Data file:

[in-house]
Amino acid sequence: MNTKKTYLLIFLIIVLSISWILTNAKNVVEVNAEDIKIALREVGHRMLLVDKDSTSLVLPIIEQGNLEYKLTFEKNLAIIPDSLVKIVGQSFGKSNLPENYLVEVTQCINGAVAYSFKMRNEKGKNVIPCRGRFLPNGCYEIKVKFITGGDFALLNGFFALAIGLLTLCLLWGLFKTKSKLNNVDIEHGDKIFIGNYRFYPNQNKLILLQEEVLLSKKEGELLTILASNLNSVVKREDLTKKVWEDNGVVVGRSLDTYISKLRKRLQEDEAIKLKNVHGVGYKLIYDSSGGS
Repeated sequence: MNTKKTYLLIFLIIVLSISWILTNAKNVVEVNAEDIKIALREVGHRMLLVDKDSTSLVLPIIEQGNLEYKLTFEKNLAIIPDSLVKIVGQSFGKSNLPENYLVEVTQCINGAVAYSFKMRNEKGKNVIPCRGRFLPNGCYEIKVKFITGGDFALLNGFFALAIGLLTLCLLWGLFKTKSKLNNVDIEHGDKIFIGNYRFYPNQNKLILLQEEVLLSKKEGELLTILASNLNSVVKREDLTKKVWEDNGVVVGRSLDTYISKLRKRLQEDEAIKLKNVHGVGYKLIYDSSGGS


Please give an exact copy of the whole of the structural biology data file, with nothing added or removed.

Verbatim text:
[in-house]
Amino acid sequence: MNTKKTYLLIFLIIVLSISWILTNAKNVVEVNAEDIKIALREVGHRMLLVDKDSTSLVLPIIEQGNLEYKLTFEKNLAIIPDSLVKIVGQSFGKSNLPENYLVEVTQCINGAVAYSFKMRNEKGKNVIPCRGRFLPNGCYEIKVKFITGGDFALLNGFFALAIGLLTLCLLWGLFKTKSKLNNVDIEHGDKIFIGNYRFYPNQNKLILLQEEVLLSKKEGELLTILASNLNSVVKREDLTKKVWEDNGVVVGRSLDTYISKLRKRLQEDEAIKLKNVHGVGYKLIYDSSGGS
Repeated sequence: MNTKKTYLLIFLIIVLSISWILTNAKNVVEVNAEDIKIALREVGHRMLLVDKDSTSLVLPIIEQGNLEYKLTFEKNLAIIPDSLVKIVGQSFGKSNLPENYLVEVTQCINGAVAYSFKMRNEKGKNVIPCRGRFLPNGCYEIKVKFITGGDFALLNGFFALAIGLLTLCLLWGLFKTKSKLNNVDIEHGDKIFIGNYRFYPNQNKLILLQEEVLLSKKEGELLTILASNLNSVVKREDLTKKVWEDNGVVVGRSLDTYISKLRKRLQEDEAIKLKNVHGVGYKLIYDSSGGS